April 6


What was advertised in a colonial American newspaper 250 years ago today?

Apr 6 - 4:6:1767 Newport Mercury
Newport Mercury (April 6, 1767).

To be sold by BENJAMIN MASON, THE Hull of the Sloop THOMAS, … Whale Boats, Whale Irons and Warps.”

I chose this advertisement because it focused on items used by mariners, which were unique from the varied offerings of general stores and other sellers. The advertisement mentions the sale of a “Sloop,” a type of boat, along with many other marine supplies (sails, rigging, anchors). This type of advertisement definitely fits in the newspaper that printed it, the Newport Mercury, published in Newport, Rhode Island. The benefits of colonizing New England included the abundance of ports and access to marine passageways. The geography of New England inspired the establishment of many maritime-based businesses and activities. However, what surprised me was the mention of “Whale Boats” and “Whale Irons.”

As a New Englander I was aware of the booming whaling business of the 1800s. I have even visited the Whaling Museum on Nantucket. But what surprised me was that there was an advertisement regarding the whale trade in Rhode Island in the 1700s. I did some research to learn more about the long history of whaling in New England. Whaling has been a business in the region since the 1600s, dating back to Long Island in 1644 to be exact. Some of the products from whaling throughout the years included whale oil and materials used in candle making. The whaling business was common even before the 1800s!

In addition, I also learned that it was likely this whole advertisement was about whale hunting vessels and equipment. I learned that a sloop was a type of vessel commonly used for whale hunting. According to the New Bedford Whaling Museum, “[W]halers began to outfit single-masted sailing vessels called sloops to pursue the animals into deeper water.” Any sailor who picked up this newspaper would have at once recognized the common tools used in whaling, which was an important element for both a coastal colony and a diverse economy.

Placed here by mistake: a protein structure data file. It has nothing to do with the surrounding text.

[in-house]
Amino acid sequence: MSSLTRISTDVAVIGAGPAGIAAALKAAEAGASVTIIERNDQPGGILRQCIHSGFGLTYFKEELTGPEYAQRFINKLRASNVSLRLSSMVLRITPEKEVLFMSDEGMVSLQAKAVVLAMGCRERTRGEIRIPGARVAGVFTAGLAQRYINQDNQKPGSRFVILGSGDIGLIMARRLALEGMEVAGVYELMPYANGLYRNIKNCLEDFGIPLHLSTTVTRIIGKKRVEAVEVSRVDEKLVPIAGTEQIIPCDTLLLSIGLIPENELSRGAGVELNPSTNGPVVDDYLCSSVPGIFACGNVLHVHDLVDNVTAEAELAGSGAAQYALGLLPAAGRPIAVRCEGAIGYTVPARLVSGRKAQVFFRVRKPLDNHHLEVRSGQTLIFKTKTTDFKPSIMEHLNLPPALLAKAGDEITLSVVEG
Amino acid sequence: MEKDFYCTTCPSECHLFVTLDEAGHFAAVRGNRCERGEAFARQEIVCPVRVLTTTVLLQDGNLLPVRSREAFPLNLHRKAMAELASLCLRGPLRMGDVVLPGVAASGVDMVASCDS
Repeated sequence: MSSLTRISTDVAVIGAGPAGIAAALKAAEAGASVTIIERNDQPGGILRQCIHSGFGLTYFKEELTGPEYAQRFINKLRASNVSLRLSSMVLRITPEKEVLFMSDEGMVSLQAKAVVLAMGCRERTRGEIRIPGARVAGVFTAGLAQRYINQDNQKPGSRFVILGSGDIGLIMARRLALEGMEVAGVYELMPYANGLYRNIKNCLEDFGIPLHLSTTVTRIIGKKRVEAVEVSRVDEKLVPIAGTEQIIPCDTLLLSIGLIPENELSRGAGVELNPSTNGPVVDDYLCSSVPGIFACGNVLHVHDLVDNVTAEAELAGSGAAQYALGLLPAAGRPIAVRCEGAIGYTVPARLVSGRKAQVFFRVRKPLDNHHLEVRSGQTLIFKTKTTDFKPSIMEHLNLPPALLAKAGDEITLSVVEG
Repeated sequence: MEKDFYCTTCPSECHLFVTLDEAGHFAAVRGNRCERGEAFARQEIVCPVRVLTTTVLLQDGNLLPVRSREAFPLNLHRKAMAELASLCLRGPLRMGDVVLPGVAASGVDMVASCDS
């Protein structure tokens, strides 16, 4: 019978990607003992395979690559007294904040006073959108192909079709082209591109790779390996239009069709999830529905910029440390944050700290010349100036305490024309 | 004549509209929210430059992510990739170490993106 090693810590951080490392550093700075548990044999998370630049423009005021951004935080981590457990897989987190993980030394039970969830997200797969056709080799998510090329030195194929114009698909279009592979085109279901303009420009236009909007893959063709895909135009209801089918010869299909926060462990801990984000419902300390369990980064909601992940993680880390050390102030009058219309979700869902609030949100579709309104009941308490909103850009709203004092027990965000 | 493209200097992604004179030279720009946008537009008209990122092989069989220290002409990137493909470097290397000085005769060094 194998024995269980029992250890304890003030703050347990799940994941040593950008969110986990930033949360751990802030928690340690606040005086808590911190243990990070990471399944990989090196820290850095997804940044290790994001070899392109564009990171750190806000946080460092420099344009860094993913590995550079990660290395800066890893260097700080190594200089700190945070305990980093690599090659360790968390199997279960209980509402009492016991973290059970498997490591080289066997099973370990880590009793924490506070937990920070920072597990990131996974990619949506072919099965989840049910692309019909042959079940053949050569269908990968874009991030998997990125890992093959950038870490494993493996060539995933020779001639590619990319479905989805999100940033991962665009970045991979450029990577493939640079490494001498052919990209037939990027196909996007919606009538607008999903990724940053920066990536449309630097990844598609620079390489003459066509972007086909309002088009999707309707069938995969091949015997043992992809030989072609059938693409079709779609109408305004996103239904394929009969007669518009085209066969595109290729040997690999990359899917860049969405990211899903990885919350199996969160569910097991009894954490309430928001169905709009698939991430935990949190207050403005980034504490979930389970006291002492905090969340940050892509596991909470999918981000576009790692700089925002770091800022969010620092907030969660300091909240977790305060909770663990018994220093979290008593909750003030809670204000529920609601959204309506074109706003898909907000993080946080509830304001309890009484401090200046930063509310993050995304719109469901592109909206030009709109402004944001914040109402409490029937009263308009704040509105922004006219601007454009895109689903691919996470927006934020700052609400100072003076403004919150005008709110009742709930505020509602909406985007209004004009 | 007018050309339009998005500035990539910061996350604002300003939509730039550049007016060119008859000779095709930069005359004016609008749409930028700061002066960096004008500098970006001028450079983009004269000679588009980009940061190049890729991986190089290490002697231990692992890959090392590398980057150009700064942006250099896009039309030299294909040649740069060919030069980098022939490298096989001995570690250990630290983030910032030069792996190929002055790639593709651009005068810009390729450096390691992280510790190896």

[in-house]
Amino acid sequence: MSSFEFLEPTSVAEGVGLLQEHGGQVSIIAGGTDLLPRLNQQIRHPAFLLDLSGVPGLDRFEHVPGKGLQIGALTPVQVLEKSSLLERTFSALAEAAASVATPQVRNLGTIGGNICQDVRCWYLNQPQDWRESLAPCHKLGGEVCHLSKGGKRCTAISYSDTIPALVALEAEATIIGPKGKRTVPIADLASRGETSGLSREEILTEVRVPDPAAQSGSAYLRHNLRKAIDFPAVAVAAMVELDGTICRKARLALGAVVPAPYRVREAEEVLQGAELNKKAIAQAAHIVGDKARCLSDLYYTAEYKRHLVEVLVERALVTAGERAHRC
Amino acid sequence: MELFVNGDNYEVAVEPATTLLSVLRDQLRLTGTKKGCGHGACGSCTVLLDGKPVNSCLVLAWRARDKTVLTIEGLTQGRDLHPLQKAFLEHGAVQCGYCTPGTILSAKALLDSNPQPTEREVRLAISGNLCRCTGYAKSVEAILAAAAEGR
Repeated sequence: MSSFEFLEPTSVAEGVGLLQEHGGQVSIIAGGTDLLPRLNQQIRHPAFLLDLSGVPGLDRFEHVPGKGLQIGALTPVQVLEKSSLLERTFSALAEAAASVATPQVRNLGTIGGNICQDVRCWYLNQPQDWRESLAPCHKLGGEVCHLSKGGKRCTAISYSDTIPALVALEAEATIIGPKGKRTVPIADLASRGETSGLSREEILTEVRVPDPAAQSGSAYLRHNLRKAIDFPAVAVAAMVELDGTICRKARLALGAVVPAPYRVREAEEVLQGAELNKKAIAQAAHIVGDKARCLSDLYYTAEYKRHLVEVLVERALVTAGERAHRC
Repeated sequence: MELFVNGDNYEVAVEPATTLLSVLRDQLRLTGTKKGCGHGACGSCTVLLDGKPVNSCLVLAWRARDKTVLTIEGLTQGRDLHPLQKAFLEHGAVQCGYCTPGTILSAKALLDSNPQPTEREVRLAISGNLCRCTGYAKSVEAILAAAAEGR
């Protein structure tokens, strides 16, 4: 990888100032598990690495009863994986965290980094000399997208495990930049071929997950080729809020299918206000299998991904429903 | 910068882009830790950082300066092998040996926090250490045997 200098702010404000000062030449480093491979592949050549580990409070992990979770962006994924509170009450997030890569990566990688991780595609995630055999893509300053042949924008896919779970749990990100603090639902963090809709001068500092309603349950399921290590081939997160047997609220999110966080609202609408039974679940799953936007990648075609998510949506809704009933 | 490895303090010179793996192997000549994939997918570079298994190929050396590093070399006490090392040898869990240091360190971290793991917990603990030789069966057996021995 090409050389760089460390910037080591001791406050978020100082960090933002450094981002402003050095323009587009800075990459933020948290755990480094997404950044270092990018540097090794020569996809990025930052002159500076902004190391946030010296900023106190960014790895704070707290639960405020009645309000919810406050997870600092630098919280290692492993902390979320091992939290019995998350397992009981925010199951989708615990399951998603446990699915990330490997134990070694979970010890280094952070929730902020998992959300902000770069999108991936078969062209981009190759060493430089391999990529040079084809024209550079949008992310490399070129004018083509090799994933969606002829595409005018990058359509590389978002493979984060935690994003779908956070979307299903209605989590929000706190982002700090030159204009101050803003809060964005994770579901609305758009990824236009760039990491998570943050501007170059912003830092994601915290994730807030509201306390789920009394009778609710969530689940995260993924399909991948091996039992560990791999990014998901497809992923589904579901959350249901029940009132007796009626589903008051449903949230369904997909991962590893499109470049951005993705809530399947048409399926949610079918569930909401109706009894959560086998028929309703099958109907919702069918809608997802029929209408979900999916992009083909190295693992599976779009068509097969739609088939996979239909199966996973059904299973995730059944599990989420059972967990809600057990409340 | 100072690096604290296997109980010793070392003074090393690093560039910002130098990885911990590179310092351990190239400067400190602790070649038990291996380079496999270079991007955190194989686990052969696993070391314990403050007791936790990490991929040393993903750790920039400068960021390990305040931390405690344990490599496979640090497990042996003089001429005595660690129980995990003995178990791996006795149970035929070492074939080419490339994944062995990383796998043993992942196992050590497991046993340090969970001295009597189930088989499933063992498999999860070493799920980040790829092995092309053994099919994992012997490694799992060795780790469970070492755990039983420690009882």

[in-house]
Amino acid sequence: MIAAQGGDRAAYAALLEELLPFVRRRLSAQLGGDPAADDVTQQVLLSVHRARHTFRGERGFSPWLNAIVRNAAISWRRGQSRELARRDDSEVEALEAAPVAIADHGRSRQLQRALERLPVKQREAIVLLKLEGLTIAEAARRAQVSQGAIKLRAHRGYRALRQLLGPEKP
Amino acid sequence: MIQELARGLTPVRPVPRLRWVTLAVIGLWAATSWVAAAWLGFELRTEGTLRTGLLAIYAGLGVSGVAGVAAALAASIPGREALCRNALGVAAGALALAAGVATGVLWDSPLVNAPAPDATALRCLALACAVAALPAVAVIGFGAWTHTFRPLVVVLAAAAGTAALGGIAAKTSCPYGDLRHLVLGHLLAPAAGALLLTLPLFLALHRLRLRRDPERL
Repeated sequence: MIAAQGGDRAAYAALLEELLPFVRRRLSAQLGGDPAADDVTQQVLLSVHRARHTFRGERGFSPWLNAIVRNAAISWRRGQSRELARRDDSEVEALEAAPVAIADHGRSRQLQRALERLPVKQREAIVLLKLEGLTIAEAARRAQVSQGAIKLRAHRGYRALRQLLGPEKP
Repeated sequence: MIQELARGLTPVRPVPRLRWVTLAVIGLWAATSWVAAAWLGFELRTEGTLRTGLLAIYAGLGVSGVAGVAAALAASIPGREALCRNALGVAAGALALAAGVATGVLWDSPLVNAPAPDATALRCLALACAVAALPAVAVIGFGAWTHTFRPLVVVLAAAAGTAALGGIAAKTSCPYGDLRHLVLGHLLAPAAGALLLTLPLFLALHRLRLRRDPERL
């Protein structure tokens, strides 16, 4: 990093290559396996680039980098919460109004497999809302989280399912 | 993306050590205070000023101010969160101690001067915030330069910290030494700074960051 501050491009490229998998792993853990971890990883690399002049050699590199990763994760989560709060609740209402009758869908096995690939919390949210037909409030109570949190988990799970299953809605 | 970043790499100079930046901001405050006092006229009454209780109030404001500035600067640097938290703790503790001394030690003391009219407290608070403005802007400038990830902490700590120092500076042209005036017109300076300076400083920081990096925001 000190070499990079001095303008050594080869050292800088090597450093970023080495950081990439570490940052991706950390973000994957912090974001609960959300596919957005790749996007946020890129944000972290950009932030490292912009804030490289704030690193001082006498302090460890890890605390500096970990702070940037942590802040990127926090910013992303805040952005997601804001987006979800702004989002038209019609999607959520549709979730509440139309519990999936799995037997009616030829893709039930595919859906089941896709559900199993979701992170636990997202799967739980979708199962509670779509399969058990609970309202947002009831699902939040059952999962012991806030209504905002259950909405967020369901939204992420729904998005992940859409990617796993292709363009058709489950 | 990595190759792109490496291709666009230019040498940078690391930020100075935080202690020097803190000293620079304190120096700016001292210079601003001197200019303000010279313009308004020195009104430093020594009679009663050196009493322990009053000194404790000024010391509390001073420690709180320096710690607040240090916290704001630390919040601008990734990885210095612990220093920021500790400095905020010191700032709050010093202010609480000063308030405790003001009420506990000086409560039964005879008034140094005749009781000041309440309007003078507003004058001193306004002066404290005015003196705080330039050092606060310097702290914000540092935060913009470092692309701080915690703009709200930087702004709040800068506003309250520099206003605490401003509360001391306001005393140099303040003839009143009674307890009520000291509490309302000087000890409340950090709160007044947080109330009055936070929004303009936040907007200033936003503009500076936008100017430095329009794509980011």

Megan reaches a sound conclusion that everything in this advertisement – from the vessel to the equipment to the supplies – would have been used to outfit an eighteenth-century whaling expedition. Not only would sailors have recognized these tools of the trade, they would have noticed that Benjamin Mason spoke their language, especially when he included “Whale Irons and Warps” in the list of equipment for sale.

Thomas Lytle notes that the tool most people know as the harpoon was commonly called an iron by the officers and sailors who served aboard whaling vessels. Lytle dispels a popular misconception about harpoons. In most circumstances harpoons were not used to kill whales. A different tool, known as a lance, was used for that job. Lytle explains that the harpoon “was meant only to fasten to the whale and act as a hook to fasten the whale to the whaleboat.” That then gave the whale hunters an opportunity to kill the whale before it could escape. Lytle asserts that the harpoon “was the single item that determined the success or failure of a whaling voyage” and the entire industry. In addition to the essential “Whale Irons,” Mason also offered “Warps,” better known to most people as nets, for sale. Any buyer would have been well equipped to sponsor a whaling expedition.